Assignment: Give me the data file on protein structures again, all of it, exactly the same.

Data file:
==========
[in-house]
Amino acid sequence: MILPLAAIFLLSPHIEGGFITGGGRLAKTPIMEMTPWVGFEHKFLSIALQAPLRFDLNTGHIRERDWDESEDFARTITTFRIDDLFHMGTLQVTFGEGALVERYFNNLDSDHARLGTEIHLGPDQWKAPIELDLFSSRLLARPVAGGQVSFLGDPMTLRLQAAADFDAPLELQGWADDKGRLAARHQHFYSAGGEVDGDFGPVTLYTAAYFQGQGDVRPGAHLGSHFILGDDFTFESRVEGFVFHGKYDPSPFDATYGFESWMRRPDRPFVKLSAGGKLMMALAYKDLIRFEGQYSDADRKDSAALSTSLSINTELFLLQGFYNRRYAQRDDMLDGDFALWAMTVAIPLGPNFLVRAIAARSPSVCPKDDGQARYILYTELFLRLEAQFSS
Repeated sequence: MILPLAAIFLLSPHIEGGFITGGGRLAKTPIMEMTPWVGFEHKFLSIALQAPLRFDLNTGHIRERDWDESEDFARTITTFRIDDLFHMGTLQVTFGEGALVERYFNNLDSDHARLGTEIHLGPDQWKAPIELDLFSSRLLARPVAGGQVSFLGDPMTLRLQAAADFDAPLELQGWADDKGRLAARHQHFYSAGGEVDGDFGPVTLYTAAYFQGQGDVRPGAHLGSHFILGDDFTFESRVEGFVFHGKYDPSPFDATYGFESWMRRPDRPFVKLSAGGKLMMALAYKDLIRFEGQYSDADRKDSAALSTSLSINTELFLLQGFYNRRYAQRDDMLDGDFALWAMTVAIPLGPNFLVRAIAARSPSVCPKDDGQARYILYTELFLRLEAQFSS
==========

[in-house]
Amino acid sequence: MILPLAAIFLLSPHIEGGFITGGGRLAKTPIMEMTPWVGFEHKFLSIALQAPLRFDLNTGHIRERDWDESEDFARTITTFRIDDLFHMGTLQVTFGEGALVERYFNNLDSDHARLGTEIHLGPDQWKAPIELDLFSSRLLARPVAGGQVSFLGDPMTLRLQAAADFDAPLELQGWADDKGRLAARHQHFYSAGGEVDGDFGPVTLYTAAYFQGQGDVRPGAHLGSHFILGDDFTFESRVEGFVFHGKYDPSPFDATYGFESWMRRPDRPFVKLSAGGKLMMALAYKDLIRFEGQYSDADRKDSAALSTSLSINTELFLLQGFYNRRYAQRDDMLDGDFALWAMTVAIPLGPNFLVRAIAARSPSVCPKDDGQARYILYTELFLRLEAQFSS
Repeated sequence: MILPLAAIFLLSPHIEGGFITGGGRLAKTPIMEMTPWVGFEHKFLSIALQAPLRFDLNTGHIRERDWDESEDFARTITTFRIDDLFHMGTLQVTFGEGALVERYFNNLDSDHARLGTEIHLGPDQWKAPIELDLFSSRLLARPVAGGQVSFLGDPMTLRLQAAADFDAPLELQGWADDKGRLAARHQHFYSAGGEVDGDFGPVTLYTAAYFQGQGDVRPGAHLGSHFILGDDFTFESRVEGFVFHGKYDPSPFDATYGFESWMRRPDRPFVKLSAGGKLMMALAYKDLIRFEGQYSDADRKDSAALSTSLSINTELFLLQGFYNRRYAQRDDMLDGDFALWAMTVAIPLGPNFLVRAIAARSPSVCPKDDGQARYILYTELFLRLEAQFSS